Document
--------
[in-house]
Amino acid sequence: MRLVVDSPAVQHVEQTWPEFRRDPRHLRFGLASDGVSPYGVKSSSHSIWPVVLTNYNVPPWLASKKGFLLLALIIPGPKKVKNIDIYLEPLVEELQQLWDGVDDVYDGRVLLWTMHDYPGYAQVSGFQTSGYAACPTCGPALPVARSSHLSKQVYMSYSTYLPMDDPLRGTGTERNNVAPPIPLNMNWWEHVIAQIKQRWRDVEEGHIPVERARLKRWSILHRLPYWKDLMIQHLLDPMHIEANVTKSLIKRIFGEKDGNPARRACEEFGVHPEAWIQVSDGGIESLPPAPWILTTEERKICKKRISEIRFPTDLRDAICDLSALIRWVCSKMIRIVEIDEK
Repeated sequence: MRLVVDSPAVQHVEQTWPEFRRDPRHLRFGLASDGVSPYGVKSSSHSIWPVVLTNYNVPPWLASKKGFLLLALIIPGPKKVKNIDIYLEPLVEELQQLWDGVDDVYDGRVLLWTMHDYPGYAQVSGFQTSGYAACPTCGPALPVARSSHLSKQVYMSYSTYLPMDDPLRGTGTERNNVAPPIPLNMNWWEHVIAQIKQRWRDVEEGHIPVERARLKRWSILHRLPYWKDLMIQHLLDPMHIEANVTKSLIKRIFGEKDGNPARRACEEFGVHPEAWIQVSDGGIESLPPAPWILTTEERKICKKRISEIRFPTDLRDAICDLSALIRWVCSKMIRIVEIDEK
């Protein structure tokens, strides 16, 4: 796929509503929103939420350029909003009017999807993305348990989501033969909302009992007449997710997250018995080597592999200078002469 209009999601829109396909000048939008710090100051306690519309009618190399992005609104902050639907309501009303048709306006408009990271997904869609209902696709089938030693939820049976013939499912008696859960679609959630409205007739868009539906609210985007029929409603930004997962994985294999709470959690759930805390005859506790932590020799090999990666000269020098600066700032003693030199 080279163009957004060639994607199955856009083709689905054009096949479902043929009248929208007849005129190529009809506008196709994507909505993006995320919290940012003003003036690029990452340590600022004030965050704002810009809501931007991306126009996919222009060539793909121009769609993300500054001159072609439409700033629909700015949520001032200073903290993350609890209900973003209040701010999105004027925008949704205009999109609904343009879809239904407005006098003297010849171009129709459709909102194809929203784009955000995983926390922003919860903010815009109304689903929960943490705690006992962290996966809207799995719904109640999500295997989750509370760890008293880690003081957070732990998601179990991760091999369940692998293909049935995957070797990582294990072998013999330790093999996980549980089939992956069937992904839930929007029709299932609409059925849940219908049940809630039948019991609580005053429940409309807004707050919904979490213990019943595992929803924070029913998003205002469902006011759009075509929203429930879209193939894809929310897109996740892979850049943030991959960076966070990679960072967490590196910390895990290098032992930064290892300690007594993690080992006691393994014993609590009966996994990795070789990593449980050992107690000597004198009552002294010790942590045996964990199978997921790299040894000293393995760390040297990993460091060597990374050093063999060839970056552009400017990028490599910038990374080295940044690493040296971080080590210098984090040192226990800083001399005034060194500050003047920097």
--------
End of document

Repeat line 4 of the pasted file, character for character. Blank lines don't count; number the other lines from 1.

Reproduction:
């Protein structure tokens, strides 16, 4: 796929509503929103939420350029909003009017999807993305348990989501033969909302009992007449997710997250018995080597592999200078002469 209009999601829109396909000048939008710090100051306690519309009618190399992005609104902050639907309501009303048709306006408009990271997904869609209902696709089938030693939820049976013939499912008696859960679609959630409205007739868009539906609210985007029929409603930004997962994985294999709470959690759930805390005859506790932590020799090999990666000269020098600066700032003693030199 080279163009957004060639994607199955856009083709689905054009096949479902043929009248929208007849005129190529009809506008196709994507909505993006995320919290940012003003003036690029990452340590600022004030965050704002810009809501931007991306126009996919222009060539793909121009769609993300500054001159072609439409700033629909700015949520001032200073903290993350609890209900973003209040701010999105004027925008949704205009999109609904343009879809239904407005006098003297010849171009129709459709909102194809929203784009955000995983926390922003919860903010815009109304689903929960943490705690006992962290996966809207799995719904109640999500295997989750509370760890008293880690003081957070732990998601179990991760091999369940692998293909049935995957070797990582294990072998013999330790093999996980549980089939992956069937992904839930929007029709299932609409059925849940219908049940809630039948019991609580005053429940409309807004707050919904979490213990019943595992929803924070029913998003205002469902006011759009075509929203429930879209193939894809929310897109996740892979850049943030991959960076966070990679960072967490590196910390895990290098032992930064290892300690007594993690080992006691393994014993609590009966996994990795070789990593449980050992107690000597004198009552002294010790942590045996964990199978997921790299040894000293393995760390040297990993460091060597990374050093063999060839970056552009400017990028490599910038990374080295940044690493040296971080080590210098984090040192226990800083001399005034060194500050003047920097």